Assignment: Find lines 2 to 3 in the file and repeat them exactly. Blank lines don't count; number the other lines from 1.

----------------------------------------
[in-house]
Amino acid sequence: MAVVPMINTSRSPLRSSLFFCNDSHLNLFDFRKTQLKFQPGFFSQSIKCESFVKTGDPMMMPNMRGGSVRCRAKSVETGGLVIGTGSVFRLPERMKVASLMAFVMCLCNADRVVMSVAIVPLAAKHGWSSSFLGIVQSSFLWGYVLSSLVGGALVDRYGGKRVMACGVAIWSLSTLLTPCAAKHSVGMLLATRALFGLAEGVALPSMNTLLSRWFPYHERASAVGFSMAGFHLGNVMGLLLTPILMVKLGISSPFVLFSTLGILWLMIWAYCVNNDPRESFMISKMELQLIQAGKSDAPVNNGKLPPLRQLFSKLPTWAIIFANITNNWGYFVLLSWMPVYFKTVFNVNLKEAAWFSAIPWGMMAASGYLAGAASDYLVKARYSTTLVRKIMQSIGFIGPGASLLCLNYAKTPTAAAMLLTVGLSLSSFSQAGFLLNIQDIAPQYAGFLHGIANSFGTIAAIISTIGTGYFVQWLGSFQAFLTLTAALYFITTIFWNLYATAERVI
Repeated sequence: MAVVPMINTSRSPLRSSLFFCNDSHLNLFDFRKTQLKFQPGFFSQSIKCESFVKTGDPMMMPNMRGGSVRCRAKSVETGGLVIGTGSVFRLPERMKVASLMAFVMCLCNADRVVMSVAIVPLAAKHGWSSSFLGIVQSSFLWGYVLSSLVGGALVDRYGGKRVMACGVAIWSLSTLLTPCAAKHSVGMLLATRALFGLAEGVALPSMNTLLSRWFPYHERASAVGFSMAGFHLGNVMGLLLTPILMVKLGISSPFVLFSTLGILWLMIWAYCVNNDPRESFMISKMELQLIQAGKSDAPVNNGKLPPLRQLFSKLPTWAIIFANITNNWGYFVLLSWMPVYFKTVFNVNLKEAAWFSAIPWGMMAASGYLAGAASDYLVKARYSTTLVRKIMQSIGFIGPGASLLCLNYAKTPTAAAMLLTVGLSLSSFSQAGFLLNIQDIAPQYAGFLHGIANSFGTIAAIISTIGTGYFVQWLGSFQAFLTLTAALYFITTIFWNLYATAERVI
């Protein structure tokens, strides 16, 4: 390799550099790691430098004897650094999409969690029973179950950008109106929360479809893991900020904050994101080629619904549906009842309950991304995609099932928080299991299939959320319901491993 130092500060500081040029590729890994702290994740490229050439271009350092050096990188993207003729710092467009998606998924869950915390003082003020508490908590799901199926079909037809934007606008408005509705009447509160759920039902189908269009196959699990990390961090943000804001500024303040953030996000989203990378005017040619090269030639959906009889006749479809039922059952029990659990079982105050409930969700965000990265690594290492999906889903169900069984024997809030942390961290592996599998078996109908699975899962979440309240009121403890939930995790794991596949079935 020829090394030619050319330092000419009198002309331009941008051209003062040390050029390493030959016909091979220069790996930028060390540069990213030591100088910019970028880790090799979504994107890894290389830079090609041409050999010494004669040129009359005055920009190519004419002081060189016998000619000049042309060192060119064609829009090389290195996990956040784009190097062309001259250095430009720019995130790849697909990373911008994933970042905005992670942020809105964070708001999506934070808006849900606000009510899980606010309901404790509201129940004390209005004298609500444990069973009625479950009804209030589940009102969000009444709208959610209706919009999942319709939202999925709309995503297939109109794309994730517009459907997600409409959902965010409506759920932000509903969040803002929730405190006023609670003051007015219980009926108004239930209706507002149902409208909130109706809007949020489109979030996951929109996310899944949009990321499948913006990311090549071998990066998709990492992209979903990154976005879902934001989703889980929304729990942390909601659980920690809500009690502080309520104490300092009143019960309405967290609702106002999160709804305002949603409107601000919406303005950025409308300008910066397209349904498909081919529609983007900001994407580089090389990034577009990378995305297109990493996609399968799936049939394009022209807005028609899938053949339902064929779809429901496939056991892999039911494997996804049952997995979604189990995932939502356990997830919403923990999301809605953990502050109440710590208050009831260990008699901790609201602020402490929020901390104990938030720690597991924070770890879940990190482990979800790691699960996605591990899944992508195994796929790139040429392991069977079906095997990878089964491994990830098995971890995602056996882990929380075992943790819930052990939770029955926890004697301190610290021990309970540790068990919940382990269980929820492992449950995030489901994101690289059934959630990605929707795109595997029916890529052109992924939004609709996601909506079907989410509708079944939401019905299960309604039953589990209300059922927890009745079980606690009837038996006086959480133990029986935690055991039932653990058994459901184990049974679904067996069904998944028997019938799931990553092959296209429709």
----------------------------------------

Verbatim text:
Amino acid sequence: MAVVPMINTSRSPLRSSLFFCNDSHLNLFDFRKTQLKFQPGFFSQSIKCESFVKTGDPMMMPNMRGGSVRCRAKSVETGGLVIGTGSVFRLPERMKVASLMAFVMCLCNADRVVMSVAIVPLAAKHGWSSSFLGIVQSSFLWGYVLSSLVGGALVDRYGGKRVMACGVAIWSLSTLLTPCAAKHSVGMLLATRALFGLAEGVALPSMNTLLSRWFPYHERASAVGFSMAGFHLGNVMGLLLTPILMVKLGISSPFVLFSTLGILWLMIWAYCVNNDPRESFMISKMELQLIQAGKSDAPVNNGKLPPLRQLFSKLPTWAIIFANITNNWGYFVLLSWMPVYFKTVFNVNLKEAAWFSAIPWGMMAASGYLAGAASDYLVKARYSTTLVRKIMQSIGFIGPGASLLCLNYAKTPTAAAMLLTVGLSLSSFSQAGFLLNIQDIAPQYAGFLHGIANSFGTIAAIISTIGTGYFVQWLGSFQAFLTLTAALYFITTIFWNLYATAERVI
Repeated sequence: MAVVPMINTSRSPLRSSLFFCNDSHLNLFDFRKTQLKFQPGFFSQSIKCESFVKTGDPMMMPNMRGGSVRCRAKSVETGGLVIGTGSVFRLPERMKVASLMAFVMCLCNADRVVMSVAIVPLAAKHGWSSSFLGIVQSSFLWGYVLSSLVGGALVDRYGGKRVMACGVAIWSLSTLLTPCAAKHSVGMLLATRALFGLAEGVALPSMNTLLSRWFPYHERASAVGFSMAGFHLGNVMGLLLTPILMVKLGISSPFVLFSTLGILWLMIWAYCVNNDPRESFMISKMELQLIQAGKSDAPVNNGKLPPLRQLFSKLPTWAIIFANITNNWGYFVLLSWMPVYFKTVFNVNLKEAAWFSAIPWGMMAASGYLAGAASDYLVKARYSTTLVRKIMQSIGFIGPGASLLCLNYAKTPTAAAMLLTVGLSLSSFSQAGFLLNIQDIAPQYAGFLHGIANSFGTIAAIISTIGTGYFVQWLGSFQAFLTLTAALYFITTIFWNLYATAERVI